With the lower portion of the property prepped and ready to go, three of us got together to begin laying out the course. By this I mean we physically walked where the course would be placed and began hanging trail markers, dropping shooting stakes, blowing trails, and hanging markers where we wanted animals to be located.
The emphasis of this work party was on safety. It takes a lot of effort to set up a course through the woods and maintain safe shooting angles so that a missed shot doesn’t lead to an accident. It took a good bit of time but we were able to knock out all twenty positions in a single day.
As I said earlier, this setup was for our Triple Threat Challenge and only consisted of 20 3D Targets. Those targets would then be left up for a week so that we didn’t have to re-set the course – saving us a lot of work.
Volunteer Hours: 10
With the course layout complete, the next task at hand was to haul out the 3D Targets and get them in place. Once set we then had to locate all of our shooting stakes (4 Total) and trim any brush or branches that would block a shot.
This task doesn’t sound like much but let me assure you, it is a lot of work. The animals aren’t exactly light and many of them had to be carried into the woods from the truck path.
Volunteer Hours: 23-1/2
Course Layout and Setup
With the 20 Target course setup for the Triple Threat, we ran the event as planned and did not break down afterwards. The following week we were back in the woods to alter the course slightly and put up 10 more targets for our Monthly 3D Shoot.
2 Targets needed to be re-positioned then we needed to re-route the course up a hill and onto our upper Field Course. Our Range Captain put in a few hours laying out the course, on the day before (which is reflected in the hours below) and all we had to do was deliver animals, set animals, hang trail markers, and set shooting stakes.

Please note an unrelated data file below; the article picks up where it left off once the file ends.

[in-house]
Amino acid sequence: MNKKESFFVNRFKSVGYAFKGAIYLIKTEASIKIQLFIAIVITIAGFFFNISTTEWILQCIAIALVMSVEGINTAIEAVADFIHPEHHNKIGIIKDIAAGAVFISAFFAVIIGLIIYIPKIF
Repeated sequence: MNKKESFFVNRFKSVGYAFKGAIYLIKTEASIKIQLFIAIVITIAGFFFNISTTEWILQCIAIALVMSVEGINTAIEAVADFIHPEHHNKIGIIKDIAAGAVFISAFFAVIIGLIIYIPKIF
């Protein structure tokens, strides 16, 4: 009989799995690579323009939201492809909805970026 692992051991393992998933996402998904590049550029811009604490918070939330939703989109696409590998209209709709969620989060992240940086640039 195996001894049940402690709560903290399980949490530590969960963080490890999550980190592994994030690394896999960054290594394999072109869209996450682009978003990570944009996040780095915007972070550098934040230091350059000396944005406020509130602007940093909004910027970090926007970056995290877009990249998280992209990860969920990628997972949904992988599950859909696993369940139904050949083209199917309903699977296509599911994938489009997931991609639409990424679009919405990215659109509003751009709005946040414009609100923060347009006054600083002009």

Unfortunately, it rained all day and it was wet and miserable work.
Volunteer Hours: 21
Staffing and Tear Down
With the course finally setup, it was now time to run the event. At Stowe we generally use a team of at least three people to staff an event. One person runs registration, one runs the kitchen, and we like to have one additional person on hand in case anyone needs a break or if we need someone to run out for more food.
In this case we actually wound up with four people. A newer member wanted to get in some hours for a key and was kind enough to hang out all day lending a hand with cooking as well as odds and ends.
The first person usually arrives at 6:00am to get the club opened up. Once the club is in order and coffee is on, we usually run bottled water out and place it on the course. Registration opens at 7:00am and doesn’t close until 12:30pm. The kitchen is also running during that time and stays open a bit later for anyone coming in off the course late.
When the last person is off the course we begin breaking down. Animals, along with trail markers and stakes, need to be pulled and placed next to the truck path. A separate team generally comes along in a truck and hauls them away as the others continue to work ahead of them.
Once the course is completely torn down the animals need to be put away and stakes need to be separated and stored (we color-code them). Realistically there are two seperate work parties on a Shoot Day – one to staff the event and one to clean it up. Since it all happens in one day, I just lumped the totals together down below.
Volunteer Hours: 38-1/2
How Does Stowe Archers Survive?